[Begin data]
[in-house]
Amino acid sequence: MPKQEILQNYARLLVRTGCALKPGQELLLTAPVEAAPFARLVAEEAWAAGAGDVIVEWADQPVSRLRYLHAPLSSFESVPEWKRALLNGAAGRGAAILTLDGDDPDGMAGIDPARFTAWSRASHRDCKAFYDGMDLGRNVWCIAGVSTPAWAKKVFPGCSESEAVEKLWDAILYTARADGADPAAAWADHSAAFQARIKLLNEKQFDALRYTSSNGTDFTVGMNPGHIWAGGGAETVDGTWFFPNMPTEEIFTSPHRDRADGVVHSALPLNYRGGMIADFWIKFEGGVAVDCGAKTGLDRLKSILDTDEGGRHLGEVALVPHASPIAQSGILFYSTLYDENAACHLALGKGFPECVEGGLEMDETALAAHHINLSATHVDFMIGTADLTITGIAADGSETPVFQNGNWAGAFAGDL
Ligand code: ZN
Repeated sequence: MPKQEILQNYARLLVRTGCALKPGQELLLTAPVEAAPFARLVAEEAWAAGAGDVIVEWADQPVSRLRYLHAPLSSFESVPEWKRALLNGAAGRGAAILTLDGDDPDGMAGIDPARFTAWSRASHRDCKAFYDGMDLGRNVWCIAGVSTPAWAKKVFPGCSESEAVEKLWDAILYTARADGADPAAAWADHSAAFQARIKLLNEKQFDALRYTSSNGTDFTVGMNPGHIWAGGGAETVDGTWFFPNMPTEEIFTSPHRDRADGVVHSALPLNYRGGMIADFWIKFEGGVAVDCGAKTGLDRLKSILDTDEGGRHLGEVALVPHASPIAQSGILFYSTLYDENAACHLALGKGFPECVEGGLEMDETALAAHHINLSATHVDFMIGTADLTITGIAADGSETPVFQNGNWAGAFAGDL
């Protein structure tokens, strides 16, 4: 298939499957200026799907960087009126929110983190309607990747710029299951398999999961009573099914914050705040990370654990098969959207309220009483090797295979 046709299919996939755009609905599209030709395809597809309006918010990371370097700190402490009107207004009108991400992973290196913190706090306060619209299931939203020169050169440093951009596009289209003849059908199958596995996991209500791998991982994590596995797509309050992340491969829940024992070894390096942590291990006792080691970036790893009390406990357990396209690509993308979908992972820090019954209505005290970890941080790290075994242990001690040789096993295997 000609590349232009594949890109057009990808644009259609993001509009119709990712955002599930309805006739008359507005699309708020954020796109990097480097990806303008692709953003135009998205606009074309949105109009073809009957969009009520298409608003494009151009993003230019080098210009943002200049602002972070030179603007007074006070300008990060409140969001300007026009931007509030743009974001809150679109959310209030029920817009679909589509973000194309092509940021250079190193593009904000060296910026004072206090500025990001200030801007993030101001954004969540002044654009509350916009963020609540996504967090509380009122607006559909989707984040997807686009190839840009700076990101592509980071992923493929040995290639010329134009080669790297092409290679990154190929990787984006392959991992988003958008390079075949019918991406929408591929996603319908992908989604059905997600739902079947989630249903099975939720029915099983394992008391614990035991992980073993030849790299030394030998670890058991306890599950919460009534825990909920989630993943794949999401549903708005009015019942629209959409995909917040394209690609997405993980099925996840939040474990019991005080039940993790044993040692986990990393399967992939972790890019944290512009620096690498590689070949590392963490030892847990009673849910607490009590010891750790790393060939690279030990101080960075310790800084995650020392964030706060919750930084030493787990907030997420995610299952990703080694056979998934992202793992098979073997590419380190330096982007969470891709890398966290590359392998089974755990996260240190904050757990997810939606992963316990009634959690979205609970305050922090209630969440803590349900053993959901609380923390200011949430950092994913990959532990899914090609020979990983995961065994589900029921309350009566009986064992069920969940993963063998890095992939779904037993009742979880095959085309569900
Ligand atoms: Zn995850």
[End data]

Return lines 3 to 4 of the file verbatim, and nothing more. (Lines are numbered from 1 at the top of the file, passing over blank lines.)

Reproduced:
Ligand code: ZN
Repeated sequence: MPKQEILQNYARLLVRTGCALKPGQELLLTAPVEAAPFARLVAEEAWAAGAGDVIVEWADQPVSRLRYLHAPLSSFESVPEWKRALLNGAAGRGAAILTLDGDDPDGMAGIDPARFTAWSRASHRDCKAFYDGMDLGRNVWCIAGVSTPAWAKKVFPGCSESEAVEKLWDAILYTARADGADPAAAWADHSAAFQARIKLLNEKQFDALRYTSSNGTDFTVGMNPGHIWAGGGAETVDGTWFFPNMPTEEIFTSPHRDRADGVVHSALPLNYRGGMIADFWIKFEGGVAVDCGAKTGLDRLKSILDTDEGGRHLGEVALVPHASPIAQSGILFYSTLYDENAACHLALGKGFPECVEGGLEMDETALAAHHINLSATHVDFMIGTADLTITGIAADGSETPVFQNGNWAGAFAGDL